I wasn’t going to write about the ordeal, precisely for that reason: we don’t really know what we do and don’t know yet.  And until the NFL conducts its investigation, and unless and until the parties involved speak out, we aren’t going to find out.

However, I heard some interviews earlier that angered me.  Since the Dolphins are a football team, and the two central figures are football players, news outlets have had the bright idea to interview players from their local teams on the topic.  Of course, none of these players are privy to exactly what goes on in the Dolphins’ locker room, or Incognito’s and Martin’s personal lives, but hey, let’s stick a microphone in a player’s face and see what happens!

Well, what happened is that a number of these players are saying that Martin should have handled his problem with Incognito personally and individually instead of leaving the team.  Whether it was implied or explicitly stated, a number of them feel that Martin should have dealt with the issue via a physical confrontation.

The ridiculousness of this aside – unfortunately, solving your problems via pushing, shoving, punching, and threatening is still considered by some to be the “manly” way to do it – the short answer to that sentiment is simply, “no.”  None of them were there.  None of them know what really happened.  It is impossible for them to know the correct course of action, it is beyond irresponsible for them to preach on how things “should” have been handled, and it is, quite simply, none of their business anyway.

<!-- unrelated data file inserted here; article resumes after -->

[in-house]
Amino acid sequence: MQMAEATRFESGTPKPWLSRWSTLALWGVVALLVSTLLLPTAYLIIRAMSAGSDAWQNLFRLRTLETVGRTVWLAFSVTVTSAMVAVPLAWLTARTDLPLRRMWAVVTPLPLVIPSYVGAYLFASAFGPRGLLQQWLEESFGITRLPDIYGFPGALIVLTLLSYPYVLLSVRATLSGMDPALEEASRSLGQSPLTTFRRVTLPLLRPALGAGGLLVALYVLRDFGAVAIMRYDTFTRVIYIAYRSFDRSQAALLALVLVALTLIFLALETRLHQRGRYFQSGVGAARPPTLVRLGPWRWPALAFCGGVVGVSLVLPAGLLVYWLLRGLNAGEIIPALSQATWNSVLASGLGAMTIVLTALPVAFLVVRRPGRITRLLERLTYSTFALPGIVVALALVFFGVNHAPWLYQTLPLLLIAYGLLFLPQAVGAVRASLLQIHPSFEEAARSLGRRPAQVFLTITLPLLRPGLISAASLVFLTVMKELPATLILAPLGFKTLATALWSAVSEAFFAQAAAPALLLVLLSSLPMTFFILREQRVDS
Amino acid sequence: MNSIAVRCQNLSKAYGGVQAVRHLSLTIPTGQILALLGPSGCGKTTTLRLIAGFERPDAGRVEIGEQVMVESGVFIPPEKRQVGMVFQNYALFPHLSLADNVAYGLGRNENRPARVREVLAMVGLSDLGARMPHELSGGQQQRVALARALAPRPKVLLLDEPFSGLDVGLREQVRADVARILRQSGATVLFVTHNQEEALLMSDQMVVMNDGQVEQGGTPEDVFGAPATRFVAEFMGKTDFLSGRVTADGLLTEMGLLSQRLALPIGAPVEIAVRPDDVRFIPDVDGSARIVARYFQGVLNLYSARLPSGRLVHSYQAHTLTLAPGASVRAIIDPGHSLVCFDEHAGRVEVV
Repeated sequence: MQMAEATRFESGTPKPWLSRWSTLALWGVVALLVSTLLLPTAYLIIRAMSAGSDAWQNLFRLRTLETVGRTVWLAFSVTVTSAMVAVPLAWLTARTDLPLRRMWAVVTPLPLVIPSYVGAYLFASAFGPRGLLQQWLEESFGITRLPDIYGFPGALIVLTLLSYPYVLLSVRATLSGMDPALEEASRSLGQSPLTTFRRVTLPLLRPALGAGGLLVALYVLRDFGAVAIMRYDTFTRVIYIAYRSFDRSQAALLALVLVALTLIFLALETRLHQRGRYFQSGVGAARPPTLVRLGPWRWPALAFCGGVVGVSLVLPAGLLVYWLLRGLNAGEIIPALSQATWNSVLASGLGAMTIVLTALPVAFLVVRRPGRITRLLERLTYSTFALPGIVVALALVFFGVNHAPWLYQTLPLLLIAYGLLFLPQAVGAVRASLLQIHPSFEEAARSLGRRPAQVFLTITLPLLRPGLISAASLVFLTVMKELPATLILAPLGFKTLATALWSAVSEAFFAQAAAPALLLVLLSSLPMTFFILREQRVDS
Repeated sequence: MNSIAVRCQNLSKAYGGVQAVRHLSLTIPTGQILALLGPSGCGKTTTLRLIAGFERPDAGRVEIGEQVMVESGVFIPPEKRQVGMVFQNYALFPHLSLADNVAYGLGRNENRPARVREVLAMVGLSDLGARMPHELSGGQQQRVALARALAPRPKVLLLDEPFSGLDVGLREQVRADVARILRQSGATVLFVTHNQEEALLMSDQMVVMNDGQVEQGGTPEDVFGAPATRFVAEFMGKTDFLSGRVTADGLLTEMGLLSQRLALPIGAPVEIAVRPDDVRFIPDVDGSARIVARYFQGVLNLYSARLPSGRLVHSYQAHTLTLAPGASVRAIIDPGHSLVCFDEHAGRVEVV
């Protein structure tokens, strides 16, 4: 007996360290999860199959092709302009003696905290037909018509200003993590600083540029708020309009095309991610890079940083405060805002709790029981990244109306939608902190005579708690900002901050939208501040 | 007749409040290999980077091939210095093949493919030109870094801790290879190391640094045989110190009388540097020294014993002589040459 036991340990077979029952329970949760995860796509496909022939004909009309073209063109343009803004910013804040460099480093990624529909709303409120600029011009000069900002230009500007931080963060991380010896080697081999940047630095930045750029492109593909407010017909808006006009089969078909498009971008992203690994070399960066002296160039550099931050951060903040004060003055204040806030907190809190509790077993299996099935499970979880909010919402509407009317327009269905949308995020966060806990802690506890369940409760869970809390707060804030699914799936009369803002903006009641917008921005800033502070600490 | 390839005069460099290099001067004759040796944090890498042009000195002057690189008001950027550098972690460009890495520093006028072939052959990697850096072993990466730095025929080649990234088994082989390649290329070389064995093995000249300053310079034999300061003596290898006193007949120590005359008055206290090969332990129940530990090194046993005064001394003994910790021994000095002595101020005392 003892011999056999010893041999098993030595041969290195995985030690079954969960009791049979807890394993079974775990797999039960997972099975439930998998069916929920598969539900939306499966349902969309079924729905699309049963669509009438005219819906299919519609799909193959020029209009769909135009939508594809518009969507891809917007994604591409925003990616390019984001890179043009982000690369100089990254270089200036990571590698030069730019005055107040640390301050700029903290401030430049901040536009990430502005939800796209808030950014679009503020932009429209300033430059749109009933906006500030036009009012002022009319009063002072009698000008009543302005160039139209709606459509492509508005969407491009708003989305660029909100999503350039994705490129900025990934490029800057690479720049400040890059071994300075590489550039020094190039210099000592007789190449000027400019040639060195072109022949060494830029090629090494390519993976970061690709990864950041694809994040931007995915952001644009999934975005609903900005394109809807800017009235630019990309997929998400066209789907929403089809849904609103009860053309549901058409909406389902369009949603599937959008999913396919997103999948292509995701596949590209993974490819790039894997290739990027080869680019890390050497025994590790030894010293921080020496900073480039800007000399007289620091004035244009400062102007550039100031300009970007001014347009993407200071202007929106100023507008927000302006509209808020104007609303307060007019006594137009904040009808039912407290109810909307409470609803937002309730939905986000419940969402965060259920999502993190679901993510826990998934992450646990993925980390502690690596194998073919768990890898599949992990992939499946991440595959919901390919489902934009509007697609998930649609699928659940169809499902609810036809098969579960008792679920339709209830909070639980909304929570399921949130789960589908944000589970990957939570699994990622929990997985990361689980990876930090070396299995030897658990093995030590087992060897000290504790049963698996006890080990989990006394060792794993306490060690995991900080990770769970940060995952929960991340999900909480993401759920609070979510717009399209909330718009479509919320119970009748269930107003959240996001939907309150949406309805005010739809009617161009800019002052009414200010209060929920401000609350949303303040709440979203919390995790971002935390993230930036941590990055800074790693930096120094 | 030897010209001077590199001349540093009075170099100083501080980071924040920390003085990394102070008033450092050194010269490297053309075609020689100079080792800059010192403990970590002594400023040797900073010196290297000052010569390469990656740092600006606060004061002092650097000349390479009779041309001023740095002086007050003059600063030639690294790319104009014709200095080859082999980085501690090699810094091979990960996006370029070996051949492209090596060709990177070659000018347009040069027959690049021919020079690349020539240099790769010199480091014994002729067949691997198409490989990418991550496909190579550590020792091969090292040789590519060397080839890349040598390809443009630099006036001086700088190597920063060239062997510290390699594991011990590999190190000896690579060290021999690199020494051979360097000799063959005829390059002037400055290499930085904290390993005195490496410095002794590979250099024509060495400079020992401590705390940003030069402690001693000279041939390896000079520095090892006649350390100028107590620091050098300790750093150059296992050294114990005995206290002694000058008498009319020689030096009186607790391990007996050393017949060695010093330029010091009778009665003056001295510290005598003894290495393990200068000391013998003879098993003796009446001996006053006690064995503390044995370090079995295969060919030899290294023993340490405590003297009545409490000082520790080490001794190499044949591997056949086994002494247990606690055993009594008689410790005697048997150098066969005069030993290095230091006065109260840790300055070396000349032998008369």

The only appropriate comment that I’ve seen – and I have admittedly ignored a number of stories on the topic simply because I’m tired of the idiotic comments made by players around the league – came from Martin’s college teammate at Stanford, Colts quarterback Andrew Luck.  He said that it’s “obviously an incredibly unfortunate situation. But out of respect for him and what’s going on, I’d rather not talk about it.”

See how easy that is?  Granted, Luck is talking about a friend, the guy who was charged with keeping his blind side safe, but even so; it’s not his place to talk about it, so he won’t.

“Locker room culture” is stupid.  There’s no two ways about it: the physical, verbal, and emotional abuse, disguised as “initiation” or “team bonding” or “toughening someone up” is exactly that: abuse.  Sure, it happens everywhere, but so does drug use, and drinking and driving, and those things are no less stupid just because people continue to do them.  If perpetrating that sort of “culture” appeals to you, I think it says more about who you really are than anything else.

One thing that team locker rooms preach is that what happens there stays there.  You’re supposed to keep quiet.

Now, if only some of these players would follow their own credo and keep their mouths shut about a situation they’re not involved in, maybe we can begin to eradicate this sort of behavior from our society.